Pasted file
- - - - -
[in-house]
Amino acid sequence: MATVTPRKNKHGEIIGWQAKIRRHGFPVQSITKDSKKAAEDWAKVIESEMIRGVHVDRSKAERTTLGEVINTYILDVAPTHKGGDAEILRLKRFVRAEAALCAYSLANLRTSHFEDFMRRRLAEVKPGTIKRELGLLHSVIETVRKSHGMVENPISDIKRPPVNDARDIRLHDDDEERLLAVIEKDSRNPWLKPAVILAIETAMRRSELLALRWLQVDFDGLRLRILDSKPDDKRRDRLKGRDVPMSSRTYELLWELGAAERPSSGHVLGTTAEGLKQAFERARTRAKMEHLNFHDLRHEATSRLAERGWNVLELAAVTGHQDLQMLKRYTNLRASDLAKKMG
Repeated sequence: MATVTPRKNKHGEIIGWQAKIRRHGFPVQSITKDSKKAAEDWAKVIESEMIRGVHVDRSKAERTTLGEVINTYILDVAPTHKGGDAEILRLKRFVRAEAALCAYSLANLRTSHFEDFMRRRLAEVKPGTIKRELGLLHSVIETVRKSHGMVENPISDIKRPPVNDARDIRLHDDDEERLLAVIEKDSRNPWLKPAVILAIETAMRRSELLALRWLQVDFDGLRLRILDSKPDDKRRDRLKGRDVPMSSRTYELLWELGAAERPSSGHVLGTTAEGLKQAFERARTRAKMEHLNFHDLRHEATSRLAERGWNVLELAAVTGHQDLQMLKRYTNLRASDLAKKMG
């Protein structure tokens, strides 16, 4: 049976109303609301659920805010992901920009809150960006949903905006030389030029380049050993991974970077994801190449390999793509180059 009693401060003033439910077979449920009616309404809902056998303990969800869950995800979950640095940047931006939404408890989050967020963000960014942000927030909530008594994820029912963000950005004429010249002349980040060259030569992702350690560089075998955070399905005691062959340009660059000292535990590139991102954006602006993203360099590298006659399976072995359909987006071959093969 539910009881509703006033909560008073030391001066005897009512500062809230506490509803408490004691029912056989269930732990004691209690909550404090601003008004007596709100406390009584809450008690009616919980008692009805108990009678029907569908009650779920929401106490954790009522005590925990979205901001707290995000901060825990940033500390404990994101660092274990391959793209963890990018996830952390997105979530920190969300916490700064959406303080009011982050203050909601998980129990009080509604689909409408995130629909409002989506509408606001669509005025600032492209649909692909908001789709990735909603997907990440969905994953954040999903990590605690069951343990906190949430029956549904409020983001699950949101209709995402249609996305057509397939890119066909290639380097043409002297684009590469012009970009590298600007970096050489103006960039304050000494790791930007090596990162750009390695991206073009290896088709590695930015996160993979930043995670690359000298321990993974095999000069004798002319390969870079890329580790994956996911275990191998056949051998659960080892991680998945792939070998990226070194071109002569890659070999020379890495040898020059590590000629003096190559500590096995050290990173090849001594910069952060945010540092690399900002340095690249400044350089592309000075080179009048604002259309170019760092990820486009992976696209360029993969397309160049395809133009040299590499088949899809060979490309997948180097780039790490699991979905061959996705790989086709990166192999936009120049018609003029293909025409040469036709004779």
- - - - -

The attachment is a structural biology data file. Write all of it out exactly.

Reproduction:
[in-house]
Amino acid sequence: MATVTPRKNKHGEIIGWQAKIRRHGFPVQSITKDSKKAAEDWAKVIESEMIRGVHVDRSKAERTTLGEVINTYILDVAPTHKGGDAEILRLKRFVRAEAALCAYSLANLRTSHFEDFMRRRLAEVKPGTIKRELGLLHSVIETVRKSHGMVENPISDIKRPPVNDARDIRLHDDDEERLLAVIEKDSRNPWLKPAVILAIETAMRRSELLALRWLQVDFDGLRLRILDSKPDDKRRDRLKGRDVPMSSRTYELLWELGAAERPSSGHVLGTTAEGLKQAFERARTRAKMEHLNFHDLRHEATSRLAERGWNVLELAAVTGHQDLQMLKRYTNLRASDLAKKMG
Repeated sequence: MATVTPRKNKHGEIIGWQAKIRRHGFPVQSITKDSKKAAEDWAKVIESEMIRGVHVDRSKAERTTLGEVINTYILDVAPTHKGGDAEILRLKRFVRAEAALCAYSLANLRTSHFEDFMRRRLAEVKPGTIKRELGLLHSVIETVRKSHGMVENPISDIKRPPVNDARDIRLHDDDEERLLAVIEKDSRNPWLKPAVILAIETAMRRSELLALRWLQVDFDGLRLRILDSKPDDKRRDRLKGRDVPMSSRTYELLWELGAAERPSSGHVLGTTAEGLKQAFERARTRAKMEHLNFHDLRHEATSRLAERGWNVLELAAVTGHQDLQMLKRYTNLRASDLAKKMG
């Protein structure tokens, strides 16, 4: 049976109303609301659920805010992901920009809150960006949903905006030389030029380049050993991974970077994801190449390999793509180059 009693401060003033439910077979449920009616309404809902056998303990969800869950995800979950640095940047931006939404408890989050967020963000960014942000927030909530008594994820029912963000950005004429010249002349980040060259030569992702350690560089075998955070399905005691062959340009660059000292535990590139991102954006602006993203360099590298006659399976072995359909987006071959093969 539910009881509703006033909560008073030391001066005897009512500062809230506490509803408490004691029912056989269930732990004691209690909550404090601003008004007596709100406390009584809450008690009616919980008692009805108990009678029907569908009650779920929401106490954790009522005590925990979205901001707290995000901060825990940033500390404990994101660092274990391959793209963890990018996830952390997105979530920190969300916490700064959406303080009011982050203050909601998980129990009080509604689909409408995130629909409002989506509408606001669509005025600032492209649909692909908001789709990735909603997907990440969905994953954040999903990590605690069951343990906190949430029956549904409020983001699950949101209709995402249609996305057509397939890119066909290639380097043409002297684009590469012009970009590298600007970096050489103006960039304050000494790791930007090596990162750009390695991206073009290896088709590695930015996160993979930043995670690359000298321990993974095999000069004798002319390969870079890329580790994956996911275990191998056949051998659960080892991680998945792939070998990226070194071109002569890659070999020379890495040898020059590590000629003096190559500590096995050290990173090849001594910069952060945010540092690399900002340095690249400044350089592309000075080179009048604002259309170019760092990820486009992976696209360029993969397309160049395809133009040299590499088949899809060979490309997948180097780039790490699991979905061959996705790989086709990166192999936009120049018609003029293909025409040469036709004779």